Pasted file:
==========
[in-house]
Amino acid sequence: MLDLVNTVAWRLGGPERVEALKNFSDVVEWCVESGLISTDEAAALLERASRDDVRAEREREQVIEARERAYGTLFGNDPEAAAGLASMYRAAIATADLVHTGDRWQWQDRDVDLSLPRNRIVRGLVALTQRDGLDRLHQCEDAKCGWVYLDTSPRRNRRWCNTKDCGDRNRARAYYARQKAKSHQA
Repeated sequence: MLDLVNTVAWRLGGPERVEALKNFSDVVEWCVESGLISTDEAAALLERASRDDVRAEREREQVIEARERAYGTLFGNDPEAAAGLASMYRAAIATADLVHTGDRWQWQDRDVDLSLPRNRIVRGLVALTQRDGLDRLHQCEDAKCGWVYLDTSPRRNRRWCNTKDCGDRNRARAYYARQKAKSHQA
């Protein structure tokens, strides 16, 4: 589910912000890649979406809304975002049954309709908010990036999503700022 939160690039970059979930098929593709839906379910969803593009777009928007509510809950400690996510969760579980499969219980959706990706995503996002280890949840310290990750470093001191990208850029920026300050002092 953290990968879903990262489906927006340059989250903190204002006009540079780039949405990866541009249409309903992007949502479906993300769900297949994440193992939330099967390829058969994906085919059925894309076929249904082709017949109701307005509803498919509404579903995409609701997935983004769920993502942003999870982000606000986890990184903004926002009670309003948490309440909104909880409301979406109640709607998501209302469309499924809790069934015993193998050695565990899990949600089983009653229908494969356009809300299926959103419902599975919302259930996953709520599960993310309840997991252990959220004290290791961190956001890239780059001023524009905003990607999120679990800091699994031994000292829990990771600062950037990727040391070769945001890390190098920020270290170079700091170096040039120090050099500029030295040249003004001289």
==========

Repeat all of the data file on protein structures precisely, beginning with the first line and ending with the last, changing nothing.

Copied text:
[in-house]
Amino acid sequence: MLDLVNTVAWRLGGPERVEALKNFSDVVEWCVESGLISTDEAAALLERASRDDVRAEREREQVIEARERAYGTLFGNDPEAAAGLASMYRAAIATADLVHTGDRWQWQDRDVDLSLPRNRIVRGLVALTQRDGLDRLHQCEDAKCGWVYLDTSPRRNRRWCNTKDCGDRNRARAYYARQKAKSHQA
Repeated sequence: MLDLVNTVAWRLGGPERVEALKNFSDVVEWCVESGLISTDEAAALLERASRDDVRAEREREQVIEARERAYGTLFGNDPEAAAGLASMYRAAIATADLVHTGDRWQWQDRDVDLSLPRNRIVRGLVALTQRDGLDRLHQCEDAKCGWVYLDTSPRRNRRWCNTKDCGDRNRARAYYARQKAKSHQA
């Protein structure tokens, strides 16, 4: 589910912000890649979406809304975002049954309709908010990036999503700022 939160690039970059979930098929593709839906379910969803593009777009928007509510809950400690996510969760579980499969219980959706990706995503996002280890949840310290990750470093001191990208850029920026300050002092 953290990968879903990262489906927006340059989250903190204002006009540079780039949405990866541009249409309903992007949502479906993300769900297949994440193992939330099967390829058969994906085919059925894309076929249904082709017949109701307005509803498919509404579903995409609701997935983004769920993502942003999870982000606000986890990184903004926002009670309003948490309440909104909880409301979406109640709607998501209302469309499924809790069934015993193998050695565990899990949600089983009653229908494969356009809300299926959103419902599975919302259930996953709520599960993310309840997991252990959220004290290791961190956001890239780059001023524009905003990607999120679990800091699994031994000292829990990771600062950037990727040391070769945001890390190098920020270290170079700091170096040039120090050099500029030295040249003004001289």